Tuscan Ridge in transition as golf course owners run out of cash
A golf course that skeptics long ago predicted might not make par is shut down, with a change in ownership in the works.
When Tuscan Ridge Golf Course opened on the Skyway—a year late and nine holes short—in summer 2001, it was financed in part by $16,500 “lifetime memberships” that were shopped around the community.
But now, the course entry bears a sign stating that it’s “closed for construction” and both former and perhaps current owners aren’t talking.
Mark Stenbeck, a minister at Our Savior Lutheran Church in Paradise, has found himself to be the de facto communicator on Tuscan Ridge matters. A year after purchasing a lifetime membership in June 2000, Stenbeck became an officer in the Tuscan Ridge Men’s Club, which plans tournaments and runs a golf league.
“The original owners simply ran out of capital to complete the additional nine holes, and without the additional nine holes there has not been enough revenue,” Stenbeck said.
Stenbeck has been in touch with Mark White, who, along with Lou Katherine Blankenship, on July 22 filed for the fictitious business name “New Tuscan Ridge Golf Course.” White is a real estate developer from Corning who did not return a message left with his mother by press time. Members have been told White is the new owner, having purchased the course from Chico Golf Ventures (Tuscan Ridge’s corporate name), Stenbeck said.
One original managing partner, Bruce Holderbein, did not return a call for comment, and Mark Brown—the latter apparently the main decision-maker in the business—would not talk on the record.
There’s another twist: A notice from PLM Lender Services, Inc., of Campbell states that Chico Golf Ventures has defaulted on a deed of trust and if it doesn’t come up with $2.6 million by Aug. 26, the property will be sold to the highest bidder at a public auction to be held at 3:30 p.m. that day on the steps of the Butte County Courthouse in Oroville.
A representative of PLM Lender Services, hired by the lender to handle the foreclosure, said it wouldn’t be unusual for the previous owner to connect with a buyer who would ultimately be the one to pay off the debt and get the property out of hock. But if that doesn’t happen, the property could go cheap to that potential buyer or “whoever shows up at auction,” said the rep, who didn’t want her name used.
Another original investor, course designer Algie Pulley of Lafayette, said he’s been out of the loop for a while, but to his understanding Holderbein and Brown “made the deal [to sell] before the loan was defaulted.” He believes the new owners agreed to assume the debt and hope to halt the public-auction process. Another source who asked not to be named said that, while the sale was amicable, things went downhill afterward.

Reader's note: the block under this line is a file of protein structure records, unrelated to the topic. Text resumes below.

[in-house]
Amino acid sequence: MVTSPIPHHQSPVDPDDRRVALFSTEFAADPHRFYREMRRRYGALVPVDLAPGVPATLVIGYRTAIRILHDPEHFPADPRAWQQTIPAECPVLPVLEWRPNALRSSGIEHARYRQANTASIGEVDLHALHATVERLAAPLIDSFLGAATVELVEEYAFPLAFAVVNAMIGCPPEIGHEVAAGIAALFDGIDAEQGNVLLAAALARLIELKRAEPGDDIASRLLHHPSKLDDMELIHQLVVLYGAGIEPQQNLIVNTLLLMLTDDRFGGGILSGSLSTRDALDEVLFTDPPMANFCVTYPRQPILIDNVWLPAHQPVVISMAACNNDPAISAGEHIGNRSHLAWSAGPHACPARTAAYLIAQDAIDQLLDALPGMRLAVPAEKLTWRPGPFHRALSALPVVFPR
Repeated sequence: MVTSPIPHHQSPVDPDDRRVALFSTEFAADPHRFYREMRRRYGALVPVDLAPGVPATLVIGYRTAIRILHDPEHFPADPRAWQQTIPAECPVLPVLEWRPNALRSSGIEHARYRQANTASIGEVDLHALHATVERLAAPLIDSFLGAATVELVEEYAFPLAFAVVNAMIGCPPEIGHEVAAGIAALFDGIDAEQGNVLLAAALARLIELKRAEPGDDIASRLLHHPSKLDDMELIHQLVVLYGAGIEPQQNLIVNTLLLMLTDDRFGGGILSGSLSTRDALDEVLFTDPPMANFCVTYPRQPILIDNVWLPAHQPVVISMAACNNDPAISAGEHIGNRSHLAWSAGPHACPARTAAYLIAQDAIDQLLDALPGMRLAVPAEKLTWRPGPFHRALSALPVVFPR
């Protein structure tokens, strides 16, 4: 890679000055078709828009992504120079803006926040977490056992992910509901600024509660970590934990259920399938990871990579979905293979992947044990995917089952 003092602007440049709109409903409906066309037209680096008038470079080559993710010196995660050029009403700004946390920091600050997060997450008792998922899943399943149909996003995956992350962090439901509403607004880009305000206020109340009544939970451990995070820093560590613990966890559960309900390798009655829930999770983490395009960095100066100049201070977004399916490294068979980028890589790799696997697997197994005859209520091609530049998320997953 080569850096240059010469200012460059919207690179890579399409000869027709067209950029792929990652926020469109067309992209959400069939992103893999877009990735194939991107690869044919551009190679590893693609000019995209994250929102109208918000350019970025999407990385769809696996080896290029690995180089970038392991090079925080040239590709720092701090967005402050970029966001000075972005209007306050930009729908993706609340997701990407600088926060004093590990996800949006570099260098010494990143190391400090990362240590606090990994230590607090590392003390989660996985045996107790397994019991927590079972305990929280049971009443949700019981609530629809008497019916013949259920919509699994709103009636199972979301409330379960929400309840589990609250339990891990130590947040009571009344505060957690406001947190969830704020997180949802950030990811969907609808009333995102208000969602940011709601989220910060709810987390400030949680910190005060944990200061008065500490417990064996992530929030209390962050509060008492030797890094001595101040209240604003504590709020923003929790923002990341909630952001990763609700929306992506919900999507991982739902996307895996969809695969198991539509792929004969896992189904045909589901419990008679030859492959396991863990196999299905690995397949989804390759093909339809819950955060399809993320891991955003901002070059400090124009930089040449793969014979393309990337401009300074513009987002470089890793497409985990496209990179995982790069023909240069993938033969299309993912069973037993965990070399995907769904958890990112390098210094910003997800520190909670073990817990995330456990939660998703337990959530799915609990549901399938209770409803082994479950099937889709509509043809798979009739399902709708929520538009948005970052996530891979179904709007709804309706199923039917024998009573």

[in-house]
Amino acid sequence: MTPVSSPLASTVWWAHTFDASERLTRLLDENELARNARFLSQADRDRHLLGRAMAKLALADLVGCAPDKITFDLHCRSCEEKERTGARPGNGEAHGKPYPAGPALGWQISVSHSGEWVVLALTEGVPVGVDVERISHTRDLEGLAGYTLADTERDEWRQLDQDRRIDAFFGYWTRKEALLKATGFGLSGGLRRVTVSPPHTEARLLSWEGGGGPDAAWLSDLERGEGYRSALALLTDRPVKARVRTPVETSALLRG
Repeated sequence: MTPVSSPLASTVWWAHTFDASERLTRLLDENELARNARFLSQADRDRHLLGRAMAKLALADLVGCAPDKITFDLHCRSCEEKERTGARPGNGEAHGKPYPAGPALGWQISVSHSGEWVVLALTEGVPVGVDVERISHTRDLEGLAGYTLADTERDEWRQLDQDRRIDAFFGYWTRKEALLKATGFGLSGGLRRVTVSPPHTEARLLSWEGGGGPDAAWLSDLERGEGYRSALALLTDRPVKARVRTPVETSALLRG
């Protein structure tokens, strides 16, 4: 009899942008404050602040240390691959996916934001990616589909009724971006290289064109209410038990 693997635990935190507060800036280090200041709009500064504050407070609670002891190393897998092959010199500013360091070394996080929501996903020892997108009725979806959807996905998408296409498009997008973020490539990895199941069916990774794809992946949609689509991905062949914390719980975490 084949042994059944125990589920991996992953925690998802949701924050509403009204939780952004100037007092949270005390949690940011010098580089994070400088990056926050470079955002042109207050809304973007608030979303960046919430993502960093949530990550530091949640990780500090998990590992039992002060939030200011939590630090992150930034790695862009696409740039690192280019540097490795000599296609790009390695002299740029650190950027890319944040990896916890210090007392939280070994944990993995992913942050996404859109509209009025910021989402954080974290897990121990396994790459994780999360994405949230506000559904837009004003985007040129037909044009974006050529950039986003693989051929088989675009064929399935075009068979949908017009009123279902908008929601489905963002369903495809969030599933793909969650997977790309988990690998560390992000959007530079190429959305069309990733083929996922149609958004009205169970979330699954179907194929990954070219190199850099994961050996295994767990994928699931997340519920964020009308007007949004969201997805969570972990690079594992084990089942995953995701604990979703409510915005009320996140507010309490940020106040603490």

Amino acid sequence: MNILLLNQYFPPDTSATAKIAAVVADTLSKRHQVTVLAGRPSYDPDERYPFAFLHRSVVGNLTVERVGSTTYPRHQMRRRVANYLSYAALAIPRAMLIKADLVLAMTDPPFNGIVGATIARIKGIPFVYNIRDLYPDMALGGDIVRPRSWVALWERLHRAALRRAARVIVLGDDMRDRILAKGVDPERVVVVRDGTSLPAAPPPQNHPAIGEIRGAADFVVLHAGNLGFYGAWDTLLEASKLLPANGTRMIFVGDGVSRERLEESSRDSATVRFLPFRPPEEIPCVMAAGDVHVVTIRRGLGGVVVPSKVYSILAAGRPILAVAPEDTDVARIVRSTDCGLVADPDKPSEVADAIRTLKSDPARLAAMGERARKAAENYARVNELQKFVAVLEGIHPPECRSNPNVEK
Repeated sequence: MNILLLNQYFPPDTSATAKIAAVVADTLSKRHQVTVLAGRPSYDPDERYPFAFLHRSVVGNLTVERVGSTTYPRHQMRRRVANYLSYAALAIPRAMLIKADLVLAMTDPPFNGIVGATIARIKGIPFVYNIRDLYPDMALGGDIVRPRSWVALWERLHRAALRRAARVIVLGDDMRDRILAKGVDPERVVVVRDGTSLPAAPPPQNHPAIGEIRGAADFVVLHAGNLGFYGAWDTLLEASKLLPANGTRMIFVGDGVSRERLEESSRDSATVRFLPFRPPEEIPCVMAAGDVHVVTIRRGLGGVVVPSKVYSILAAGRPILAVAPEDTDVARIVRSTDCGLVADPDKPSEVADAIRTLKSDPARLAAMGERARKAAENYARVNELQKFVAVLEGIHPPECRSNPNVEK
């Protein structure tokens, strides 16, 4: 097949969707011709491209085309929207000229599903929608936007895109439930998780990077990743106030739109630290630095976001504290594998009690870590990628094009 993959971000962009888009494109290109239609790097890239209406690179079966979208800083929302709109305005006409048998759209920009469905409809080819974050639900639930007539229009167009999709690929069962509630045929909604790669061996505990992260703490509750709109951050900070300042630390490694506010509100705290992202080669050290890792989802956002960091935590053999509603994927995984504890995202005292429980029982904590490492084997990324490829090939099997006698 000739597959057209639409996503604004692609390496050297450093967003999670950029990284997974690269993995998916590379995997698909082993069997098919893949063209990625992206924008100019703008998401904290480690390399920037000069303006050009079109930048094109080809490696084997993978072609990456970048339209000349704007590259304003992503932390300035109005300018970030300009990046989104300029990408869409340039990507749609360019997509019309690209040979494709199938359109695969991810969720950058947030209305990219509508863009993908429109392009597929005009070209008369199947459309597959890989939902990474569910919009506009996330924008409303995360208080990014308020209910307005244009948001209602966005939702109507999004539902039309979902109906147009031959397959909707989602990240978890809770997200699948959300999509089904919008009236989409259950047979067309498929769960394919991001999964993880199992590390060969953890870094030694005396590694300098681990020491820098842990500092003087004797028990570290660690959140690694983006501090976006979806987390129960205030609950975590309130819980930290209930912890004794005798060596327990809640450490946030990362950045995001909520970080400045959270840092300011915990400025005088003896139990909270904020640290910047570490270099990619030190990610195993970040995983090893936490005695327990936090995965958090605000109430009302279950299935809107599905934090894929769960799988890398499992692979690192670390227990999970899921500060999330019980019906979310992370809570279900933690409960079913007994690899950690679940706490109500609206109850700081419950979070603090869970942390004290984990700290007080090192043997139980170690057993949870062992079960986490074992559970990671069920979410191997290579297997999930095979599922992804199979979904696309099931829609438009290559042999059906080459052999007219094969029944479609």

Tuscan Ridge Golf Club or Chico Golf Ventures is named in several civil suits in Butte County Superior Court. One is a Small Claims Court case in which former members received a judgment, which remains unpaid, for money they put toward their lifetime membership fees. Other cases involve bills allegedly unpaid to vendors.
According to Uniform Commercial Code filings, creditors have reported at least 10 debts owed by Chico Golf Ventures. In most cases the debts are secured by “equipment” collateral. The creditors range from the Peterson Tractor Co. to Mid-Valley Leasing.
A copy of the membership contract agreement states that the $15,000 deposit is refundable, the membership is transferable, and, if the club were to sell, members’ privileges would continue. But a source who spoke on the condition on anonymity said the new owners don’t wish to honor the transfers, and if that proves to be the case, investors, who numbered 85 a year ago, could be out as much as $16,500 each.
The course closed last week, and mounds of dirt overshadow the greens. Calls are answered by people identifying themselves as maintenance workers.
A year after it opened, the promised clubhouse, pro shop and snack bar were still not complete and the course was operating out of a tent-like structure with no permanent restrooms. The course, originally intended to have 18 holes, has stalled at nine.
In summer 2002, Holderbein and Brown told the News & Review they were waiting on a $2 million cash infusion to finish the job.
Pulley, who was optimistic back in 1999 when several local golf course enthusiasts doubted the course could make bank, said he’s disappointed his investment didn’t pan out, but he holds no hard feelings. "It’s unfortunate. These things happen," he said.